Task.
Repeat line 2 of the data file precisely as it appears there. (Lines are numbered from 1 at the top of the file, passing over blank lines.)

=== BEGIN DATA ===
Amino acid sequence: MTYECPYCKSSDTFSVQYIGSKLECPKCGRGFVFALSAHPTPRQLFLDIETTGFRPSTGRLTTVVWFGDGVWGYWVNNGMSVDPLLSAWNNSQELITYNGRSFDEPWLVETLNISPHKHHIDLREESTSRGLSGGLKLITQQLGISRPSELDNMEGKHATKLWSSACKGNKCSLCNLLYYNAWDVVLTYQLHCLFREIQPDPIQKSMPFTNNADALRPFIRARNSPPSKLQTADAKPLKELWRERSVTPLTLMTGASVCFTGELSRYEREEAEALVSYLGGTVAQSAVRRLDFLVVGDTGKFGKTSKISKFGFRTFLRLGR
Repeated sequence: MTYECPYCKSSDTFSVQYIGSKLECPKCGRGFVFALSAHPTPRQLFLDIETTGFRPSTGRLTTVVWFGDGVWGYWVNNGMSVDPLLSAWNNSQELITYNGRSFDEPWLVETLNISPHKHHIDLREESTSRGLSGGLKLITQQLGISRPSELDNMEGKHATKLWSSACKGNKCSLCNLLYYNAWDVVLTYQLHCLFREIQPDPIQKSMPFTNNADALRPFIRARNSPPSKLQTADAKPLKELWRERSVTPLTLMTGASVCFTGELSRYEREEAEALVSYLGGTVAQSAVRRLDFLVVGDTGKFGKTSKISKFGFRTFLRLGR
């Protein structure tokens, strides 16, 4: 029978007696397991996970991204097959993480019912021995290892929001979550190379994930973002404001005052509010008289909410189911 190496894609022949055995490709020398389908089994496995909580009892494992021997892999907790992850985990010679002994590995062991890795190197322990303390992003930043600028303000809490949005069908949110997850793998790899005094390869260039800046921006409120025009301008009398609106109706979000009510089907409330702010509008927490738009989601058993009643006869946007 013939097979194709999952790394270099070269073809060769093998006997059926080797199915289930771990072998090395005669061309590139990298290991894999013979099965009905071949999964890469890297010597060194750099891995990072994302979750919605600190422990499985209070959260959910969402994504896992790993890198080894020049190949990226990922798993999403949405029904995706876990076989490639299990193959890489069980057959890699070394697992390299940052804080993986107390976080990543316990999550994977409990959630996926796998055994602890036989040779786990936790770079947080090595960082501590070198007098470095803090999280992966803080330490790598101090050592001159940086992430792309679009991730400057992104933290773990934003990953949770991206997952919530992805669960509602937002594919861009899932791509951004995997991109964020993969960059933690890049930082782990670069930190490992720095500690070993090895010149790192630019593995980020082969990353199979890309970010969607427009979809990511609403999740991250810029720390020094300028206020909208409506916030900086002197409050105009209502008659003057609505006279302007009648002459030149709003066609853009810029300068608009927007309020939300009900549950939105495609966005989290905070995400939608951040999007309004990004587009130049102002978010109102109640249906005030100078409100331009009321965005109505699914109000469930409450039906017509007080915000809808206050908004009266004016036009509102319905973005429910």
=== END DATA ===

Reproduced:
Repeated sequence: MTYECPYCKSSDTFSVQYIGSKLECPKCGRGFVFALSAHPTPRQLFLDIETTGFRPSTGRLTTVVWFGDGVWGYWVNNGMSVDPLLSAWNNSQELITYNGRSFDEPWLVETLNISPHKHHIDLREESTSRGLSGGLKLITQQLGISRPSELDNMEGKHATKLWSSACKGNKCSLCNLLYYNAWDVVLTYQLHCLFREIQPDPIQKSMPFTNNADALRPFIRARNSPPSKLQTADAKPLKELWRERSVTPLTLMTGASVCFTGELSRYEREEAEALVSYLGGTVAQSAVRRLDFLVVGDTGKFGKTSKISKFGFRTFLRLGR